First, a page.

Book: Lessons from the Simpsons
The popular cartoon series is littered with geeky gags, a new book reveals.
The Simpsons and their mathematical secrets
Simon Singh, Bloomsbury (2013), RRP $32.99
The only problem parents might have with this book is it opens the way for kids to reply, when homework beckons, that they are watching The Simpsons because it’s “educational”.
Simon Singh started out as a particle physicist but turned towards a career popularising science in film and his many books. These cover a broad range of topics ranging from Fermat’s last theorem to a critique of alternative medicine.
In this book he unpacks the myriad throwaway maths gags that litter the hit animation series The Simpsons and Futurama. Who knew? However, once it is pointed out, the surprising number of nerdish jokes become apparent. Perhaps the most surprising revelation is about the advanced academic qualifications of the scriptwriters for these hugely popular animated series. At least five of the team have advanced degrees in mathematics, physics or computer science.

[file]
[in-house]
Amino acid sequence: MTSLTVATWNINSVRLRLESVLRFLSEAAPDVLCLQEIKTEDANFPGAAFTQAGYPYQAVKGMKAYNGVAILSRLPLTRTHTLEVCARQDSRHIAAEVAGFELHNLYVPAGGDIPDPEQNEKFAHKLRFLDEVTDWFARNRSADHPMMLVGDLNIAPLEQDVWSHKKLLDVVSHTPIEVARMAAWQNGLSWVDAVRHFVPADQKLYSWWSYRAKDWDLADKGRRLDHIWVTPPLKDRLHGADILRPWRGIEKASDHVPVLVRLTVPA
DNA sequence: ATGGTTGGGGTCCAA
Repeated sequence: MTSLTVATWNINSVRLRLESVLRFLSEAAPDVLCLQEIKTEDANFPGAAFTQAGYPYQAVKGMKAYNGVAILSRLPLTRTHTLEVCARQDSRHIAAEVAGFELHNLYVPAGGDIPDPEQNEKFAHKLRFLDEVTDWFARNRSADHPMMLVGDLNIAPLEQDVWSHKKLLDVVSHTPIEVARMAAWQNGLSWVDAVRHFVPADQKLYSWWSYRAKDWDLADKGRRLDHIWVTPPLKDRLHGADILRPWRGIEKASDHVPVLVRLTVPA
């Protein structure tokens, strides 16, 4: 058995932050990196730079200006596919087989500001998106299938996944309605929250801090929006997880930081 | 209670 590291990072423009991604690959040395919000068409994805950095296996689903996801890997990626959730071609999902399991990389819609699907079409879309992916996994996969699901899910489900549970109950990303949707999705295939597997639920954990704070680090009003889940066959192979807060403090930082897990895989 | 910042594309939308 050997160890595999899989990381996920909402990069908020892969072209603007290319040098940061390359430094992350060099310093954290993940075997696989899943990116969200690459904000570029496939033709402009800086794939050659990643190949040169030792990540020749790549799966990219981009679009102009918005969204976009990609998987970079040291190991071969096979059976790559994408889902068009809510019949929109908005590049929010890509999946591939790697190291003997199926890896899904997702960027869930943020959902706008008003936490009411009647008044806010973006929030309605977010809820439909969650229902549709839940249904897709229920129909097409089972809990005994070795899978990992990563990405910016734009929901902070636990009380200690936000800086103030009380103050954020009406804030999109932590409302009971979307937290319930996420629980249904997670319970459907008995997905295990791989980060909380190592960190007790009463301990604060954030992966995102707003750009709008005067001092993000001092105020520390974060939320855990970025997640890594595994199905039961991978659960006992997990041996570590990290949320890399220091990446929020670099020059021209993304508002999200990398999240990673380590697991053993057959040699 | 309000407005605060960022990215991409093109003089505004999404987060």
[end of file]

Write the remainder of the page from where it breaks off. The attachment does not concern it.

What’s the probability of that? You could ask Marge Simpson. In one episode she drags the family to the museum where there is a lecture on Blaise Pascal, the father of probability theory. The lecture features a Galton Board. This device consists of marbles rolling down a board and bouncing off a series of pins.
The marbles at the base of the slope form a humped distribution pattern, demonstrating Pascal’s theory. Singh tells us that most of one script conference was taken up in argument by the mathematician writers over which probability equation to use for the marble distribution.
“Everyone else was kind of looking bored and rolling their eyes,” writer Jeff Westbrook tells Singh. But there’s nothing boring about Singh’s delight in the hidden geekdom of these popular TV shows. His explanations of the complex concepts are fascinating, even (perhaps especially) if mathematics is not your strong suit.
Tell your kids to get away from the television and read it!